I remember the first time I started to notice I was struggling with my mental health. It was three years ago and I was completely burnt out. I was getting anxious and worried about every sudden change that happened, and I was irritable about everything. It affected my work, my relationship with my family, and my love life.
We always hear about how "strong" black women are. We are women who get up every day to run our own businesses, climb up the corporate ladder, take care of the children, support our friends/partner, and uplift the next woman all at the same damn time. Doesn't that sound exhausting—to be expected to carry all of these things on your shoulders and to still show up with a smile on your face? This can take a toll on anyone—mentally, spiritually, and emotionally.
In the same way that black women are not given enough space to really talk about our struggles, it's the same, if not worse, for our black men. Black men have their own weight of the world to carry and have been conditioned to avoid addressing how their mental health has impacted their lives, especially in relationships.
I know we have all experienced relationships or friendships when things just feel "off". We can either assume the guy is "trippin'" or we can accuse the guy of acting immature. But what if it's deeper than that? Just like we black women have our days working with our own issues, it could be applied for the men, too. What if the guy you are dating is dealing with a mental health issue and hasn't figured out how to really balance it, in the name of love?
I am all for providing safe space for both my black men and women to really understand where each of us are coming from. These four black men were able to be completely honest with me with the deets on what goes on in their minds for matters of the heart:
*Some responses have been edited for length and clarity.
"When I was younger I was placed into foster care at around six years old. I had a lot of behavioral challenges and was labeled as an 'at-risk youth'. They had me going to therapy, group counseling, and taking medication, all to control me. Now that I am an adult and I am more aware of my story, I am able to identify my mental health challenges that stem back to my childhood. Part of my self-care has been practicing self-awareness and giving myself permission to explore resources that teach me how to cope with feelings I may have never experienced before or I have and just don't know why.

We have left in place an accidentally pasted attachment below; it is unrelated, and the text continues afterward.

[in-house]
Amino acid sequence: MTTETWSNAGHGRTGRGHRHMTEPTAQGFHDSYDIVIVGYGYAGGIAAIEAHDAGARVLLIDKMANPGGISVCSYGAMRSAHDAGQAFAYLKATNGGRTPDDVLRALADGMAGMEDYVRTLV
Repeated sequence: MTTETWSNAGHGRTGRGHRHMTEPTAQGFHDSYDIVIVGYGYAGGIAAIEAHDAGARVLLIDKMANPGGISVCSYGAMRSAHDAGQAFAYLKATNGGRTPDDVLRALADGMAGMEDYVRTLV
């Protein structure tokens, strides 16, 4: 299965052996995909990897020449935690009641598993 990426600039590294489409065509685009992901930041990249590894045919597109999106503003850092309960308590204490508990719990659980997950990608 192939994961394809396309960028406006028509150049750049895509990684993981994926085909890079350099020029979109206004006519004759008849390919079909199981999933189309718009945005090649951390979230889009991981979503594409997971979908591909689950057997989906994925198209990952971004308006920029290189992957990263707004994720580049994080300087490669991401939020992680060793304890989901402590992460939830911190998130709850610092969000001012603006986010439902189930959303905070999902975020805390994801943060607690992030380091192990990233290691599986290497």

"In past relationships, it was as if I was six years old again, feeling things that I couldn't explain, but in adult form. So every time I would feel things I couldn't explain, I would sometimes react in unhealthy ways, not because I was a bad person but because I grew up in environments that didn't teach me how to handle my emotions. I didn't learn conflict resolution growing up. I'm only really learning it now.
"Every failed relationship taught me that we have to remember that we are meeting people in the middle of their stories. I was showing up in relationships with baggage that I didn't even know I was carrying, and so were they. We all want love and healthy relationships. But at the time, I wasn't aware I wasn't ready for any of it. We are both showing up as the sum total of everything that we have been through and sometimes we haven't healed yet."
"I think mental health and black men get a bad rap. Black men who are serious about their mental health or who advocate for it are often met with criticism instead of open arms or even open-mindedness. And I think that speaks to how the black community at large, especially men, are still fighting to change the narrative around mental health. A lot of us come from families where mental health wasn't a thing. A lot of it is ignorance and a misconception that if you go to get help that there is something wrong with you and then you're labeled.
"There is also a lack of resources if we're to be honest. We don't talk enough about how self-care is a luxury. Everyone can't afford or have access to it. But despite the stigma, I think we have a responsibility to check-in with ourselves and do whatever we can to be the best that we can. Once you get a handle on your mental health, you can handle relationships and businesses well, your career thrives, and everything attached to you starts to prosper. It is truly liberating."
Courtesy of Devin